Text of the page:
Design System Series: Part 1, Creating a Component Library
This is the first post in an ongoing series of my journey into building a design system.
When I began to grow into that space where design and development meet there was this friction that I initially felt when updating what I've already developed to match the updates that have been introduced into the designs. Through that friction is where I learned that the more reusable code (and later on design) I create, the less of an impact future changes will have on the whole.
This experience is what led me down the road towards component libraries. I now had a collection of building blocks of code (built with React, styled with Style Components, and documented with Storybook) that I could piece together and build UIs at a fast pace. Take a look at the component library I've built, Lagom UI.
The problem I found with this approach was that both websites looked very similar. Which at first isn't a bad thing. They both belong under the same "brand". However, I did feel a bit restricted when I wanted to add something extra to one without having to affect the other.
Adding a theming system seemed to be the answer to this. Themes could define aspects of the design such as colors used, fonts, sizing, and spacing. Rather than trying to create my theming system from scratch, I decided to add Styled System to my codebase and used their Theme Specification as a guide to creating themes for FrankCongson.com and HeyThereEverywhere.com.
After adding themeable components, I was able to add some unique features to an individual website. This loosened the restrictions and was definitely on the right track of having the two websites with similar coded elements while maintaining individual personalities.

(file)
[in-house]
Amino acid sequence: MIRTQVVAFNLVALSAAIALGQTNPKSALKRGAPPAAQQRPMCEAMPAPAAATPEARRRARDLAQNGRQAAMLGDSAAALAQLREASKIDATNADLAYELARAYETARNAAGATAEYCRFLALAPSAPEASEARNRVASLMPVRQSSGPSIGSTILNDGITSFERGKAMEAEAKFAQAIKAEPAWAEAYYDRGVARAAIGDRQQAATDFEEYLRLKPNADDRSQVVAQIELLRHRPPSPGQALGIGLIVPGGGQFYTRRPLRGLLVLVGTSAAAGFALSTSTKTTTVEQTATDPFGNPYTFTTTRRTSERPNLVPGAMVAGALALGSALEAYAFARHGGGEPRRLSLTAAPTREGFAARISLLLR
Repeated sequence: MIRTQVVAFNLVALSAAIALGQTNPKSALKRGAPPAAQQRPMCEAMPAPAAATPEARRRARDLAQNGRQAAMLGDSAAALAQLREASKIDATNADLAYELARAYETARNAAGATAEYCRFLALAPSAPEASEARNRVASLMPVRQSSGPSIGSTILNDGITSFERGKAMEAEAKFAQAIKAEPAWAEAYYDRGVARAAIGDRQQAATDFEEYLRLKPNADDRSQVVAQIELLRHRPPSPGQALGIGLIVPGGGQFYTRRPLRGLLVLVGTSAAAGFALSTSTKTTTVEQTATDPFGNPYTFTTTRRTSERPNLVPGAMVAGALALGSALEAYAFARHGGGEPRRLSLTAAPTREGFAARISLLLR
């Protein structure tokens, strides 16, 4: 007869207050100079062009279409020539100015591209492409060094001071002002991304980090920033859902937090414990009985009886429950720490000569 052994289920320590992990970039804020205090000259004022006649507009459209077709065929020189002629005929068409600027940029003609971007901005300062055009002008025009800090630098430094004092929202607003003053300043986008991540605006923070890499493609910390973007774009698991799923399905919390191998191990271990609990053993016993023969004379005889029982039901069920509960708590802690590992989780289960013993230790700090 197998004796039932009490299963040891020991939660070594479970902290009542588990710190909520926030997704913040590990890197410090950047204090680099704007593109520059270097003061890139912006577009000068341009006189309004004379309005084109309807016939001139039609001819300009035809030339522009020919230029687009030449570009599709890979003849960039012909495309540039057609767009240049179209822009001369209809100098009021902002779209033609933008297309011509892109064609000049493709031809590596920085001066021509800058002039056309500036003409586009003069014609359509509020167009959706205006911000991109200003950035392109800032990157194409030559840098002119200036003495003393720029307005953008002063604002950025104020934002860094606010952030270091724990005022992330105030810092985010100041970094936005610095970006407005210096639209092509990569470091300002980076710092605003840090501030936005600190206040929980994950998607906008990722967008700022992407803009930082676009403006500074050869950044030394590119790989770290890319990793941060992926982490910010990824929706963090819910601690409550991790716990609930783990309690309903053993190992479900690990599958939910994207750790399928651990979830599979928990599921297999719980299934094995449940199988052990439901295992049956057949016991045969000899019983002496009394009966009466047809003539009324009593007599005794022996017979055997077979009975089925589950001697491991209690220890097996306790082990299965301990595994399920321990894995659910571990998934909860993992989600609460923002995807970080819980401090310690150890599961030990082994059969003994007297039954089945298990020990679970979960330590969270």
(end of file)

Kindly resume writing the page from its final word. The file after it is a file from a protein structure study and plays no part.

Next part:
Usability and Discoverability
Initially, I created what was to become Lagom UI in the FrankCongson.com codebase. The HeyThereEverywhere.com codebase was its standalone repository. To avoid duplication I decided to pull out the components from the FrankCongson.com codebase and into their own. This was the birth of Lagom UI. I created an npm package that would be served on GitHub (found here:
@fcongson/lagom-ui). Creating an npm package allowed me to be able to develop once and install it into both projects.
The discoverability of components is important for component library adoption. For this reason, I added Storybook to act as the documentation of Lagom UI and to provide a space for me to iterate on design and development.
I have a further goal of continuing this divergence in personalities while maintaining the ability to use the same underlying code components. This will be an ongoing journey while I learn more about Design Tokens and the tooling involved to automate bringing those design changes from Figma into the codebase.